This model depicts hydrogen thioperoxide, or HSOH, a molecule thought to be a "missing link" in its chemical family. Here gray represents hydrogen atoms, yellow a sulfur atom, and red an oxygen atom. Ohio State University physicists and their colleagues in Germany were the first to synthesize the molecule in the laboratory, and record its unique spectrum.
Graphic courtesy of Ohio State University.
A study at Ohio State University is probing the nature of a unique sulfur-containing molecule -- one that scientists consider a "missing link" in its chemical family.
The molecule, hydrogen thioperoxide, or HSOH for short, is related to the common bleaching and disinfectant agent hydrogen peroxide. Because HSOH contains sulfur, it could eventually help scientists understand how pollutants form in Earth’s atmosphere, and how similar molecules form in outer space.
Scientists presented an initial study of the molecule June 18, 2002, at the annual International Symposium on Molecular Spectroscopy at Ohio State University.
Microbes can grow on nitric oxide (NO)
18.03.2019 | Max-Planck-Institut für Marine Mikrobiologie
Novel methods for analyzing neural circuits for innate behaviors in insects
15.03.2019 | Kanazawa University
New research group at the University of Jena combines theory and experiment to demonstrate for the first time certain physical processes in a quantum vacuum
For most people, a vacuum is an empty space. Quantum physics, on the other hand, assumes that even in this lowest-energy state, particles and antiparticles...
Physicists in the EPic Lab at University of Sussex make crucial development in global race to develop a portable atomic clock
Scientists in the Emergent Photonics Lab (EPic Lab) at the University of Sussex have made a breakthrough to a crucial element of an atomic clock - devices...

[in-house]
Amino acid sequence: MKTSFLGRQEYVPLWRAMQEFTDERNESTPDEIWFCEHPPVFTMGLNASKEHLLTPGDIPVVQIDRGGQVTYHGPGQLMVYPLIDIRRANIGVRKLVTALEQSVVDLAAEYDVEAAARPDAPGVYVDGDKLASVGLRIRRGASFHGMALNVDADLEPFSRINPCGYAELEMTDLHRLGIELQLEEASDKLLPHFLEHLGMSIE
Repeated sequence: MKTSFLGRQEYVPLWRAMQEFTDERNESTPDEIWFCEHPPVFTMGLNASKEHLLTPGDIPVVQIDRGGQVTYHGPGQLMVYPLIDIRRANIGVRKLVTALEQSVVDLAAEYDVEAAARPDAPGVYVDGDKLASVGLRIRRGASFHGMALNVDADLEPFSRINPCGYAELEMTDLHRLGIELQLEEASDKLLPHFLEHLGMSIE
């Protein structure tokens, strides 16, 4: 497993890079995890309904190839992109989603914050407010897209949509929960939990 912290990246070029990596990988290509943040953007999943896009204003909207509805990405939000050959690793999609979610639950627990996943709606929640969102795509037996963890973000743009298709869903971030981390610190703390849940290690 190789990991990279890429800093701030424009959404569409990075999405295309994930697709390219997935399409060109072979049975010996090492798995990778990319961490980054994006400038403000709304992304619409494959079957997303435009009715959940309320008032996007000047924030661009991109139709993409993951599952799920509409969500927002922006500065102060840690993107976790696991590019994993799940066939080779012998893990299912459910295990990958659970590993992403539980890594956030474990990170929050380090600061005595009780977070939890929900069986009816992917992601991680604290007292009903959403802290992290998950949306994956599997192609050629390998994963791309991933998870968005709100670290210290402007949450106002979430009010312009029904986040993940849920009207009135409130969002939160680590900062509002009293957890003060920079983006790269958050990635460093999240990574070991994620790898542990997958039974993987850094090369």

Every year earthquakes worldwide claim hundreds or even thousands of lives. Forewarning allows people to head for safety and a matter of seconds could spell...
Scientists of the Department of Physics at the University of Hamburg, Germany, detected the magnetic states of atoms on a surface using only heat. The...
Combining an atomically thin graphene and a boron nitride layer at a slightly rotated angle changes their electrical properties. Physicists at the University of Basel have now shown for the first time the combination with a third layer can result in new material properties also in a three-layer sandwich of carbon and boron nitride. This significantly increases the number of potential synthetic materials, report the researchers in the scientific journal Nano Letters.
Last year, researchers in the US caused a big stir when they showed that rotating two stacked graphene layers by a “magical” angle of 1.1 degrees turns...
11.03.2019 | Event News
01.03.2019 | Event News
28.02.2019 | Event News
18.03.2019 | Power and Electrical Engineering
18.03.2019 | Materials Sciences
18.03.2019 | Physics and Astronomy